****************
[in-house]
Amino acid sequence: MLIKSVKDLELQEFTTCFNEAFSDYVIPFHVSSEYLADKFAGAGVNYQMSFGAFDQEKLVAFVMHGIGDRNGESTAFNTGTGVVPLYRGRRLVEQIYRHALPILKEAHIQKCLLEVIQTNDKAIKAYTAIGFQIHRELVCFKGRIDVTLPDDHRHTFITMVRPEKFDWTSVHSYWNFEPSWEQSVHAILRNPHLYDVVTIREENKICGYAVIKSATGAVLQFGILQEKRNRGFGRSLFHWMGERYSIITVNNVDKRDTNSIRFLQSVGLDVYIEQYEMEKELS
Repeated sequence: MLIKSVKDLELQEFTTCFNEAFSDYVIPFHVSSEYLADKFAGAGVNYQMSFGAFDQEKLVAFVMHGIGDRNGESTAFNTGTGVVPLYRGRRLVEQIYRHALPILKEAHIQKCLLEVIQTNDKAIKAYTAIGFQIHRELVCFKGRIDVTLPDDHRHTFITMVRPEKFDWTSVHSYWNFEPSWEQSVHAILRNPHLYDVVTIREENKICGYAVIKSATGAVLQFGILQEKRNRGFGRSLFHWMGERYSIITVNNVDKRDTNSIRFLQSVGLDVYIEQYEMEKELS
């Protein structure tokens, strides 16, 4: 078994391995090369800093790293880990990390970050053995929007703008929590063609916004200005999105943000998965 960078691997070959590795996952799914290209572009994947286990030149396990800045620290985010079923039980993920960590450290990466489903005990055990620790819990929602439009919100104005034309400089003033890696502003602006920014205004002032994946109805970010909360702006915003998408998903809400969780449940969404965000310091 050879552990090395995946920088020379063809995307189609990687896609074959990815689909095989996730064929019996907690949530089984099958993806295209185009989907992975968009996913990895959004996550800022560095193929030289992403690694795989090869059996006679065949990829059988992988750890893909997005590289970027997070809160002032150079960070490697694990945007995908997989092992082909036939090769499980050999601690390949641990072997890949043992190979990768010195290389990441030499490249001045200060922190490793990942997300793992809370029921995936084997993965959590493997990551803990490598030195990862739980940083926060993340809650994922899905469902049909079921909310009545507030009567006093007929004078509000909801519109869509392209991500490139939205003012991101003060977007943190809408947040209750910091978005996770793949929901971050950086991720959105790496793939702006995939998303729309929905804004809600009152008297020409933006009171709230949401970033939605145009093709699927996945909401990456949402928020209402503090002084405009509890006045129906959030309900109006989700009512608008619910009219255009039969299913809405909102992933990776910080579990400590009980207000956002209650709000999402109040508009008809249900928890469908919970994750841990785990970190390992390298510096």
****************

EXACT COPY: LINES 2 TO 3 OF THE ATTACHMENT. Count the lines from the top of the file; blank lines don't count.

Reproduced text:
Amino acid sequence: MLIKSVKDLELQEFTTCFNEAFSDYVIPFHVSSEYLADKFAGAGVNYQMSFGAFDQEKLVAFVMHGIGDRNGESTAFNTGTGVVPLYRGRRLVEQIYRHALPILKEAHIQKCLLEVIQTNDKAIKAYTAIGFQIHRELVCFKGRIDVTLPDDHRHTFITMVRPEKFDWTSVHSYWNFEPSWEQSVHAILRNPHLYDVVTIREENKICGYAVIKSATGAVLQFGILQEKRNRGFGRSLFHWMGERYSIITVNNVDKRDTNSIRFLQSVGLDVYIEQYEMEKELS
Repeated sequence: MLIKSVKDLELQEFTTCFNEAFSDYVIPFHVSSEYLADKFAGAGVNYQMSFGAFDQEKLVAFVMHGIGDRNGESTAFNTGTGVVPLYRGRRLVEQIYRHALPILKEAHIQKCLLEVIQTNDKAIKAYTAIGFQIHRELVCFKGRIDVTLPDDHRHTFITMVRPEKFDWTSVHSYWNFEPSWEQSVHAILRNPHLYDVVTIREENKICGYAVIKSATGAVLQFGILQEKRNRGFGRSLFHWMGERYSIITVNNVDKRDTNSIRFLQSVGLDVYIEQYEMEKELS